Monday, 26 September 2022

Bran Tub # 24 … Spoon-billed Sandpiper and its 1869 lithographer …

 

Being behind the curve as usual … I spotted this wonderful looking lithograph of the spoon-bill sandpiper – illustrated by John Gerrard Keulemans in 1869 – which led me to various things …



Illustration by John Gerrard Keulemans
(1869)

Oh dear … my interpretation of the title on this book in my little mind was Eleven Birds in House and Town … but as you can see it should be and is: Our Birds in House and Garden …



Keuleman's publication
volume one


Not sure now how I got to the Spoon-billed Sandpiper … but another name came into the frame … Laysan Island … one of the North-western (Leeward) Islands (originally the Sandwich Islands – so named by James Cook in 1778).




Laysan Island one of the tiny islands in
the long-tail of the volcanic chain

This is part of the Hawaiian Islands … a chain of volcanoes that stretch about 2,700 km (1,700 miles) in a north-westerly direction … these are constantly on the move as new islands are created over tens of thousands of years … about 7 cm (or 2.75 inches) per year …



This bird is critically endangered … the main threats to survival are habitat loss on its breeding grounds and loss of tidal flats … in and around that huge area the Pacific Ocean …


Spoon-billed Sandpiper's distribution -
around the Pacific Ocean

it nests in June-July on coastal areas in the tundra, choosing locations with grass close to freshwater pools.




Head of the Spoon-billed Sandpiper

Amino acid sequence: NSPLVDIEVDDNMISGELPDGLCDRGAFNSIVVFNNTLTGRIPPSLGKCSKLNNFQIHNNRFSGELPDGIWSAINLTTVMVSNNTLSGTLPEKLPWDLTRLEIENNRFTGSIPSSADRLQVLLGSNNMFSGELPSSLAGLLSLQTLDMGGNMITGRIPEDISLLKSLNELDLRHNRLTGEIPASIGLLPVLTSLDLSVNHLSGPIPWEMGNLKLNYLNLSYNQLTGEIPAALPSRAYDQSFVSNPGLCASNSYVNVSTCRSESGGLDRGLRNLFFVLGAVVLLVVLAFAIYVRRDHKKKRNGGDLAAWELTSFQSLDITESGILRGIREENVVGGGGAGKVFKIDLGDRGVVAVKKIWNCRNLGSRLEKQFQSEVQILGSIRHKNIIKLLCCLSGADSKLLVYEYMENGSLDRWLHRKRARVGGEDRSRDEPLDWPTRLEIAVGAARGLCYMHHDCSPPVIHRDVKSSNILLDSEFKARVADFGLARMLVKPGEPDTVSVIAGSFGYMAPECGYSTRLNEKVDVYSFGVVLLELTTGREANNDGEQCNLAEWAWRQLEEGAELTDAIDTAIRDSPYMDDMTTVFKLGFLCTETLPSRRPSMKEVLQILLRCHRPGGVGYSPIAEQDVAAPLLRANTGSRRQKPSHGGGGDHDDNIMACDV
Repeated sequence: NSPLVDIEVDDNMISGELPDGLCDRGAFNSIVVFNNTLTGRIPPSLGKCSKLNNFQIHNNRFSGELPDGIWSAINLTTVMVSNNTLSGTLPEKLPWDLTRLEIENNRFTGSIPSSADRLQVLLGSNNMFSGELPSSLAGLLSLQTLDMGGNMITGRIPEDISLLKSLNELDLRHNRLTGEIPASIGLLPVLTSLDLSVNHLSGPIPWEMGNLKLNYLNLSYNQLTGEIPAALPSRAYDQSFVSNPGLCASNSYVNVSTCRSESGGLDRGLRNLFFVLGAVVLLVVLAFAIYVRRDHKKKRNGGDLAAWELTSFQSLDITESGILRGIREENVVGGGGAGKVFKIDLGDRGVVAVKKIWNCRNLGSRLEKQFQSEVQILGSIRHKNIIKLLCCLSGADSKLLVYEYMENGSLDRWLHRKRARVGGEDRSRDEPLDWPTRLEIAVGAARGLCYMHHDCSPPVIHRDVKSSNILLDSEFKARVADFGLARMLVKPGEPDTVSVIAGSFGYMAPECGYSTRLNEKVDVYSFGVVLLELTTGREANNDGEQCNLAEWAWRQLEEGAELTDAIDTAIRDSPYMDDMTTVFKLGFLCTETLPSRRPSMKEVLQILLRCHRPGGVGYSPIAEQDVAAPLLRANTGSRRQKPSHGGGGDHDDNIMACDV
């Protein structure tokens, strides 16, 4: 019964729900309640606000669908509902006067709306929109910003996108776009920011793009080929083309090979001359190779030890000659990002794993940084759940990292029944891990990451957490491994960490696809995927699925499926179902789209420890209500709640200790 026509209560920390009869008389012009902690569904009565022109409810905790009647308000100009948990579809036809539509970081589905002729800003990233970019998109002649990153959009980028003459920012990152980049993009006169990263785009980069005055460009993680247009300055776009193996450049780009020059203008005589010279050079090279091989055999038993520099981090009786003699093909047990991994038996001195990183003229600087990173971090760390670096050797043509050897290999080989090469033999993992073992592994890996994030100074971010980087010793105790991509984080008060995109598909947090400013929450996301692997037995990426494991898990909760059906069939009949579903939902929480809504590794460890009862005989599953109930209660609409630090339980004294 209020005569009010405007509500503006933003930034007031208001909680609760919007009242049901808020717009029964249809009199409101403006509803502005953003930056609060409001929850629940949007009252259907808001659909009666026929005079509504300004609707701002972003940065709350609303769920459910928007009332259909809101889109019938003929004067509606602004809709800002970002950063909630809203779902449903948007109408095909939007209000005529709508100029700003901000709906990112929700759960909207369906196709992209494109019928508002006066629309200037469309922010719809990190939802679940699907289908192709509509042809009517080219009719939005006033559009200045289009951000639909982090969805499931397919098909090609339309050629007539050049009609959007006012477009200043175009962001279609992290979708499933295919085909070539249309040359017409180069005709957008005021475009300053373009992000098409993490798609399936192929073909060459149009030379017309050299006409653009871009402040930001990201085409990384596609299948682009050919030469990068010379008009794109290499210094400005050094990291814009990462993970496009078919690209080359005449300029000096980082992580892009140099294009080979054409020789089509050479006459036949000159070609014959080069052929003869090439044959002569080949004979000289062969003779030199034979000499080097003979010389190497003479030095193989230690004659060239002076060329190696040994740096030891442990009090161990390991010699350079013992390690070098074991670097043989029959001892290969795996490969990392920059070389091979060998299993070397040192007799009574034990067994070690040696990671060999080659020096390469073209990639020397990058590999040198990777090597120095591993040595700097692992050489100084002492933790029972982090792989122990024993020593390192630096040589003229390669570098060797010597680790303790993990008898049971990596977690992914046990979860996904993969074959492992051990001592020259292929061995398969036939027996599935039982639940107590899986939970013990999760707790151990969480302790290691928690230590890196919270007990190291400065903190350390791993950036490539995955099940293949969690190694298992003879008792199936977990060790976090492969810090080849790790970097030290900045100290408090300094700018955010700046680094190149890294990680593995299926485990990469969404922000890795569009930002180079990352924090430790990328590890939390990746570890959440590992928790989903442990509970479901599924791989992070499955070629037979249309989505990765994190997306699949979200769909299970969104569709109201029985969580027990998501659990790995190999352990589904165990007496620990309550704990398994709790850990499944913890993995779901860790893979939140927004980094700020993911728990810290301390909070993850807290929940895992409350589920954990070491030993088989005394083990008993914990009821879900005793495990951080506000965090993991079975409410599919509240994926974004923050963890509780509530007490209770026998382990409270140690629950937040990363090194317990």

c 1890 illusration

They feed on moss in the tundras, as well as smaller animal species like mosquitoes, flies, beetles, and spiders … at times they feed on marine vertebrates such as shrimp and worms.


Captain Cook's three voyages: red in 1768,
green in 1772; his final one - he was killed
in the Hawaiian islands in 1776
The gales and storms above the seas will send many a small animal off course …




Captain James Cook c 1775


On looking at Captain Cook and then his wife through these portraits … we can certainly see some of the cultural changes that have occurred in the last 300 years …



Elizabeth Cook - 56 years a widow (1830)


The storms of life are most definitely still occurring … I digress once again … I think it's time I disappeared back onto my curve again …




Spoon-billed Sandpiper ...

John Gerrard Keulemans - his three volume works ... 

James Cook and his history ... 

National Geographic and the chain of Hawaiian Islands hotspot ... 

Saving the Spoon-Billed Sandpiper site ... 

Hilary Melton-Butcher

Positive Letters Inspirational Stories

24 comments:

Yamini MacLean said...

Hari OM
thanks for introducing us to such a bird... not one that had come to my ken before now! YAM xx

Jacqui Murray said...

What a beautiful drawing. Back in the day before cameras, zoologists had to be artists on top of everything else.

Elephant's Child said...

That is one skilled and talented artist. Thank you. Far too many things are critically endangered at the moment - which makes my head and my heart hurt.

Pradeep Nair said...